the command and radio-vehicles are hard to tell apart. For starters the /3 (radio-version) was "renumbered". From the first days of the war this vehicle is issued to division-commanders and higher ranking officers (Often equipped with Enigma coding-decoding device). Later in the war when more vehicles come available they are used more extensively to control formations and for liaison with tank-formations. The early vehicles are relatively rare, but photographed very often. The differences in equipment are enormous. The biggest difference between /3 and /6 is the office like function of the /6 with various decoding and decipher apparatus. Many radio configurations are seen. Distinguishing is best done by the (251)antenna. Generally speaking the frame-aerial is the one in the beginning of the war. Being to conspicuous it disappears structurally in 1942 in favor of the star aerial and the 8 meter rod-type. Frame antenna's are seen on A,B and C versions. Several front modifications are known. One photograph even shows a 232 (251)antenna. D versions and some C versions are seen with a star antenna. Often a scissors binocular is seen. Late in the war infra-red equipment is reported on the /6. This could easily be the /18. A field-modification often mistaken for the /18 is a large platform above the drivers compartment serving as a map table. This is seen on A and B versions only. Since the numbering consisted of up to number /12 in 1942 an /18 cannot be on a /A body. The frame-version is still seen in 1944. Most D's have the star antenna. Many field-manufactured versions are photographed. Luftwaffe unit's sometimes use the 10 meter "Flivo" pole-antenna. There is a picture of a /6 with a S Pzb 41. Some sources separate 5 some 9 versions of radio-equipment.
crew of 7 or 8
1 MG34 or MG42 with 2010 rounds of ammo
Mentioned radio configurations:
FuG11 - FuG Tr. (Before 1943)
FuG11 - FuG12 - Kdo.Fu.Tr. with 9 meter pole antenna and frame.
FuG12 - FuG19
2 main versions serving as "Gruppenwagen" (group-vehicle) 1,3,5, or "Gruppenwagen" 2,4,6 for engineer units. On two triangular blocks (drawing 1) (drawing 2) on each side, two metal bridge-arcs (drawing 3) are the biggest tools. The arrangement of the tools and the radio is the difference between the versions. Units attached to tank-units use the standard tank unit (FU-5) radio set. The D version is often seen with the outer space between the triangular blocks permanently used for stowage. Wooden boards are placed between the blocks. A /7/C with a frame-antenna exists. Even more unlikely a /7/C/riv with a 3.7 Pak is seen on photo. A /7 with a S pzb 41 is photographed. A Gerlach 28/20 taper bore 9 mm gun is reported.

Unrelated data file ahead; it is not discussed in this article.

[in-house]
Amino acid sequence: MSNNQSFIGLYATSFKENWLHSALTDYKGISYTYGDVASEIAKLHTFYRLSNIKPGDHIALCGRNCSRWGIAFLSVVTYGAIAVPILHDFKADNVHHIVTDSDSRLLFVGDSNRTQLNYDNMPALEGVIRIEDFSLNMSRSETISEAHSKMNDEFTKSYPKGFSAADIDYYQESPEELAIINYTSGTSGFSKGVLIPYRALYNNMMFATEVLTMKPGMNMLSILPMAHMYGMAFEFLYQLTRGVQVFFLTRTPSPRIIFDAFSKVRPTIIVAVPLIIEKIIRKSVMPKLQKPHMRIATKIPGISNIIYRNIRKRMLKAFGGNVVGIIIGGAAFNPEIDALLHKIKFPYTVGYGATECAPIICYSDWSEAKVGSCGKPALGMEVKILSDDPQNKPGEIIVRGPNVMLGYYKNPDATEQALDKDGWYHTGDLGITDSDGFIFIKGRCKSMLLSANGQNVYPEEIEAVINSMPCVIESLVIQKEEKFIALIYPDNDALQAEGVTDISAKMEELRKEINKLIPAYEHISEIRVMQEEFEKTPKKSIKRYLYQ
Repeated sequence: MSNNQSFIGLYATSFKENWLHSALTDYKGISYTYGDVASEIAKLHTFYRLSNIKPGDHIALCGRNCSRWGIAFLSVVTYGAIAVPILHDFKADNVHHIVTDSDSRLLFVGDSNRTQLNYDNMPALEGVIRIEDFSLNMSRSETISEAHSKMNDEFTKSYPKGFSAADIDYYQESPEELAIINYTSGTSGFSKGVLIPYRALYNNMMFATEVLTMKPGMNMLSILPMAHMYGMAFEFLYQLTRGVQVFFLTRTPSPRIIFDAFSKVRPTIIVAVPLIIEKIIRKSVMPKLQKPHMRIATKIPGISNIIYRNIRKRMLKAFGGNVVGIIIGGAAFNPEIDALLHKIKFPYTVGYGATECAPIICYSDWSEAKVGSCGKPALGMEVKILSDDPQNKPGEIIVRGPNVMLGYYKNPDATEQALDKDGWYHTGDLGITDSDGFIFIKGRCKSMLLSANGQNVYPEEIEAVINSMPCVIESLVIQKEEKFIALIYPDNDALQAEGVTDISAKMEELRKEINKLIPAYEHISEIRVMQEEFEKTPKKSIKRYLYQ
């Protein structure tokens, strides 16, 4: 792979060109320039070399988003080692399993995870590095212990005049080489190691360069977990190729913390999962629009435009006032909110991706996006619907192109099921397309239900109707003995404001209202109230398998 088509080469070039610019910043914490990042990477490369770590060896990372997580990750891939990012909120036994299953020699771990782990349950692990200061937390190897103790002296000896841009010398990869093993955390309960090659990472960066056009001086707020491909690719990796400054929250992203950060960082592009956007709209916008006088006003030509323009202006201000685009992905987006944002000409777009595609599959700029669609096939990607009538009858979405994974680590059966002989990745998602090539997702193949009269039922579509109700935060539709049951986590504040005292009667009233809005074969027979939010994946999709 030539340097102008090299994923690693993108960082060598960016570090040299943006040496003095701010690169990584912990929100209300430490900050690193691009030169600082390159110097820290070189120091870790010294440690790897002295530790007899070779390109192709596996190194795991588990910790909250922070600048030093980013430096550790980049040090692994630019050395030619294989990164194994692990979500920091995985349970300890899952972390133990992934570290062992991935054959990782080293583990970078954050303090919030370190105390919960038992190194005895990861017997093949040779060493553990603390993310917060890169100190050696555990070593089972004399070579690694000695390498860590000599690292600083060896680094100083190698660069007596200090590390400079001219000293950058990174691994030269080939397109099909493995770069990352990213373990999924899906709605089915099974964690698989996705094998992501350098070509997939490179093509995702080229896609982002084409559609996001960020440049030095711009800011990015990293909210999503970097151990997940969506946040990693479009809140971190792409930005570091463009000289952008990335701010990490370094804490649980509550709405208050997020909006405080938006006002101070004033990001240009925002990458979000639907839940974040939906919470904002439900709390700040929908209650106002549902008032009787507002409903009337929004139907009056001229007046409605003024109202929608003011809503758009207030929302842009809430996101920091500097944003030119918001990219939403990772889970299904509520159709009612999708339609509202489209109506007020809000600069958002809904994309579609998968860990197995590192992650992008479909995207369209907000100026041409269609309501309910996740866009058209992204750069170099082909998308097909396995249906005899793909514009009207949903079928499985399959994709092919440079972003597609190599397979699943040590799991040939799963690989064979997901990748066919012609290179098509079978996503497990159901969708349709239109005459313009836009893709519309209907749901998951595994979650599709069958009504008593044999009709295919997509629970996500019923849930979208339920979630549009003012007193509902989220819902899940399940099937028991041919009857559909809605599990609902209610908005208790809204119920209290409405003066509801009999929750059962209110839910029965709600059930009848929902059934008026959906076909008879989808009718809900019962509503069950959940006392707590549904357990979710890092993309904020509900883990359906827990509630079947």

crew of 7 or 8
In 1940 one of the first variants to appear is this platoon leaders
vehicle. At first the standard 3.7 PaK 36 was simply put on top
of the armor above the driver and co-driver. Soon all kinds of
changes are made to the shield. Later special shields and a lower
stand for the gun are created. It is produced until 1943. It is
seen on pictures as late as 1944. Many sport extra armor. The
gun has an effective range of 600 meters. The gun is sometimes
replaced by a 2,8 cm taper bore example. A /C version is seen with
a Russian bazooka.
Crew of 5 or 6
Sometimes pzb 39 with 40 rounds
Early versions: 168 rounds of 3,7 ammo
2 meter rod antenna
16 January 1942 sees an order for 2 versions of a telephone laying-vehicle. On August 15 the first are delivered. It is used for laying the cables under fire and other front-conditions. The right two benches are replaced by a cabinet with cable-reels and equipment. 3 cable-rolling units are in the vehicle. One on the left fender, two inside. The crew uses long fishing-rod like poles to hang the cable in trees and bushes. The 250/2 serves the same purpose.
mittlere Feldkabeltrupp 10 (gp) or 6 (gp)
Crew of 5
(medium measure unit and equipment armored car)
Sachgebiet 21 - Geraet 912. Artillery survey section vehicle. Order to Gaubschats on September 1st 1939. The first vehicles are tested in the spring of 1942. Special artillery observing units are equipped with this vehicle to carry all their equipment. Some are reported with frame-antenna for the FU-8. The 250/12 has the same task. The interior contains no doubt the same equipment. The "scherenfernrohr" (scissors-binocular) and "Winkelmessgeraet" (angle-measuring-instrument) are part of it. The pictures are from a radio manual. The radio equipment identifies the vehicle.
crew of 6
FuG8 with low frame-antenna.
(Medium sound recording armored car)
Sachgebiet 21 - Geraet 913. Special artillery vehicle. Equipped with instruments to record and examine the sound of enemy artillery batteries. (thanks for the input Peter!) It is listed on a railway loading list of 1943
Sachgebiet 21 - Geraet 914. Special artillery vehicle. Equipped with instruments to interpret the sound of (enemy) artillery salvo's. A railway loading list of 1943 shows a height of 250 cm instead of the normal 175.
Sachgebiet 21 - Geraet 915. Special artillery vehicle. Equipped with instruments to interpret the flashes of (enemy) artillery salvo's. All these special artillery vehicles replaced the earlier unarmored 6x4 trucks.
Versions C, D(?)
Often A and B versions of the early years are named /18, and are mistakenly identified by the large map-table. That is probably a field modification. The numbering of an /18 vehicle comes available in 1943. It is used as artillery observation and command vehicle. It could therefore be a replacement for the /6. Who knows more?
FuG5 with 2 m rod antenna
FuG12 with 2 m rod antenna
Accommodating a telephone dispatch unit. Reported to operate together with the /11.
Telephone dispatch equipment
This proposal is to replace the 250/9 which is no longer in
the 1945 production plans. There is only one composite photo known.
The roof is closed. There is no evidence that even a prototype
is built. Walter J. Spielberger claims that there are some build.
Hangelafette 38 in an open top turret as used in the 234/1 and 38(t) Aufklaerer.
crew of 4